The rusty patched bumble bee, Bombus affinis, a once widespread species throughout the north eastern states and two Canadian provinces, has been added to the US endangered list – the first for a American native species of bumble bee.
The lag in adding the bee to the endangered list has been placed on the Trump administration’s shoulders, which only moved recently to list the bee after the US Fisheries and Wildlife Service (USFWS) had recommended it as a matter of urgency a month before.
The bumblebee’s decline has happened with alarming rapidity, with its populations crashing from widespread to endangered in as little as 20 years.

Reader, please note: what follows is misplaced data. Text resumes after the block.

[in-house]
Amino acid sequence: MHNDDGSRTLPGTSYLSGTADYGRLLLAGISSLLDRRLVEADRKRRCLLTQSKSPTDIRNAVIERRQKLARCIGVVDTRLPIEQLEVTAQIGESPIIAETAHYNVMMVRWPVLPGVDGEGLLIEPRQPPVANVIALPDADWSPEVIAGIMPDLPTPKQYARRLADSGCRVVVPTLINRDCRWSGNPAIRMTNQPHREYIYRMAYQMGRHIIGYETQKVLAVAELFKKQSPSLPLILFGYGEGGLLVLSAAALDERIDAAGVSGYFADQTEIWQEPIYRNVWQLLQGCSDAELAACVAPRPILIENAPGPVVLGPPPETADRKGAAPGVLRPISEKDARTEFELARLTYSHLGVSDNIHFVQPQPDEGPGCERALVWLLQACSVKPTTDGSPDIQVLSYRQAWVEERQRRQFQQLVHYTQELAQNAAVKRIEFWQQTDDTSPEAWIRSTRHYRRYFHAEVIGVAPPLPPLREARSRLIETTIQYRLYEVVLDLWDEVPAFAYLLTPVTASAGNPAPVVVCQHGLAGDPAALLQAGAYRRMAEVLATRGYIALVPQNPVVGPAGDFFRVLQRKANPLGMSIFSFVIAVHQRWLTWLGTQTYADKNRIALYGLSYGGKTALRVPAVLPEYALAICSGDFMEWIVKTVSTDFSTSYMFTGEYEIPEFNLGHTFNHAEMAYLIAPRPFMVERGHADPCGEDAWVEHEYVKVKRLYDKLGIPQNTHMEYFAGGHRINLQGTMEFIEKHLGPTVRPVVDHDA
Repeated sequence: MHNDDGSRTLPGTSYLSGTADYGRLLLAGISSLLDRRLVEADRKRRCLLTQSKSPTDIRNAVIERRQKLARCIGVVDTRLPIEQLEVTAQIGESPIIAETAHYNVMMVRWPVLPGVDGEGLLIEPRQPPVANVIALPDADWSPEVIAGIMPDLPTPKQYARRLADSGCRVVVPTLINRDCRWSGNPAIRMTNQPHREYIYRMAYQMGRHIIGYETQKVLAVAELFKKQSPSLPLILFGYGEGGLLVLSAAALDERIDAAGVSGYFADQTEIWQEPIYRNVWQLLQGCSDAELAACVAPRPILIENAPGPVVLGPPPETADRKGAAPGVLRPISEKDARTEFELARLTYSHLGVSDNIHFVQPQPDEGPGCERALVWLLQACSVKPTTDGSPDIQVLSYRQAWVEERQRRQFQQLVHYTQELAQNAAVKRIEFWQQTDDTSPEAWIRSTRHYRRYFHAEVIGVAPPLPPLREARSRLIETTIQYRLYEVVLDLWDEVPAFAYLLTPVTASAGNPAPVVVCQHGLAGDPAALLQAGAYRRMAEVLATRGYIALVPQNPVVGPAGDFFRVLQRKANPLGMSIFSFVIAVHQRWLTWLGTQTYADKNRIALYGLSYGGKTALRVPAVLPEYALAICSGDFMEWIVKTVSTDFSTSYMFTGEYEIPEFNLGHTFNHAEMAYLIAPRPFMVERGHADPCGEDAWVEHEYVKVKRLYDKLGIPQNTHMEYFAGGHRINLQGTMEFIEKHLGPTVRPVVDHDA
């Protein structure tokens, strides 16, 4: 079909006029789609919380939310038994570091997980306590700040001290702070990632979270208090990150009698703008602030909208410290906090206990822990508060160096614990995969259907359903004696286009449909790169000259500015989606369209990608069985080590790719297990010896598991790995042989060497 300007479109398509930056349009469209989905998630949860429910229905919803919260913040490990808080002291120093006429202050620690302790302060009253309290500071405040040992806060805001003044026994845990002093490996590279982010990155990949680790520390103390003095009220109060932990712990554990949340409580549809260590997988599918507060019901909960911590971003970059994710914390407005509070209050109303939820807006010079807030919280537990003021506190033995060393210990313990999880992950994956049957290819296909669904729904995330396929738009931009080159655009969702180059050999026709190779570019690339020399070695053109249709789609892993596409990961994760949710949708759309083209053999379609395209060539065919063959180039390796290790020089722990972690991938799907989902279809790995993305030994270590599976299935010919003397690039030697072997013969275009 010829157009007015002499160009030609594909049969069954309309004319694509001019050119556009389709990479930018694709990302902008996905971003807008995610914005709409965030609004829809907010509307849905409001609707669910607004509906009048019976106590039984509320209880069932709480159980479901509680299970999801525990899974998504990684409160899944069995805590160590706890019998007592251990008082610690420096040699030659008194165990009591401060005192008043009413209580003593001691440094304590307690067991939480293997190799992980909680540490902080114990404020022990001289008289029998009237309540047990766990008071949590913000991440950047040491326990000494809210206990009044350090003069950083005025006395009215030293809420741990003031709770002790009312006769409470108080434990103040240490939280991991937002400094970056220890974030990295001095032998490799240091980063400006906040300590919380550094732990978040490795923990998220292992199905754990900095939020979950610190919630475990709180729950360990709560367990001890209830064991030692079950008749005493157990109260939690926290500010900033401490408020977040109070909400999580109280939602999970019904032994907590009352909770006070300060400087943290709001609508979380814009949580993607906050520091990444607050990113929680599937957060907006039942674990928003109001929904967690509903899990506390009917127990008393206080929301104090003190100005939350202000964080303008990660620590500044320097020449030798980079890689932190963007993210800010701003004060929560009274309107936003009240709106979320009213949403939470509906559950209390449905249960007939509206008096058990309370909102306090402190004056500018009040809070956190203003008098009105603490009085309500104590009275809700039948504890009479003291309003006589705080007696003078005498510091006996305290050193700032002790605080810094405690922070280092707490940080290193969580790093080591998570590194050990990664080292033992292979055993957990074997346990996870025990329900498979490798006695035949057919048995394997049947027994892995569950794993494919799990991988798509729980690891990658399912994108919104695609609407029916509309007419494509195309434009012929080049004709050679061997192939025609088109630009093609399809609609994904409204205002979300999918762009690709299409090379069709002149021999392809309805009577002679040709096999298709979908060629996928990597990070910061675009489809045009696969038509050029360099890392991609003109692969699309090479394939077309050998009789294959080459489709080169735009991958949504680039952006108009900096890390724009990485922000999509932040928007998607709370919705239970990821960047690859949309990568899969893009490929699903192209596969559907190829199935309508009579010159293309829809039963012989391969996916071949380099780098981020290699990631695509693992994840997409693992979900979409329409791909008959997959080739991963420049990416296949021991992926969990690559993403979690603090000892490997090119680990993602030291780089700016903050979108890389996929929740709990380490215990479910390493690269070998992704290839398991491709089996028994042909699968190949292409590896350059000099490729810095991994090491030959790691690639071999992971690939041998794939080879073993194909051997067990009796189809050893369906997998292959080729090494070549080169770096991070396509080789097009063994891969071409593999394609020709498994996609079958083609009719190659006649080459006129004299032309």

Spokesperson for the USFWS, Tom Melius, said the matter was an urgent one:
“Our top priority is to act quickly to prevent extinction of the rusty patched bumblebee. Listing the bee as endangered will help us mobilise partners and focus resources on finding ways right now to stop the decline.”
A combination of disease, pesticides, habitat loss and climate change are thought to be responsible for the decline. Now, small population dynamics are putting the bee in yet further peril.
Once again the widespread use of pesticides, particularly neonicotinoid-based pesticides, are being eyed as a major contributing factor to the bee’s decline.
The bee’s listing has once again stirred the hornet’s nest of regulating or outright banning of neonicotinoids in the US. Protecting pollinators is now seen as a matter largely for the states, after Donald Trump moved recently to lessen the powers of regulation at the US Environmental Protection Agency.
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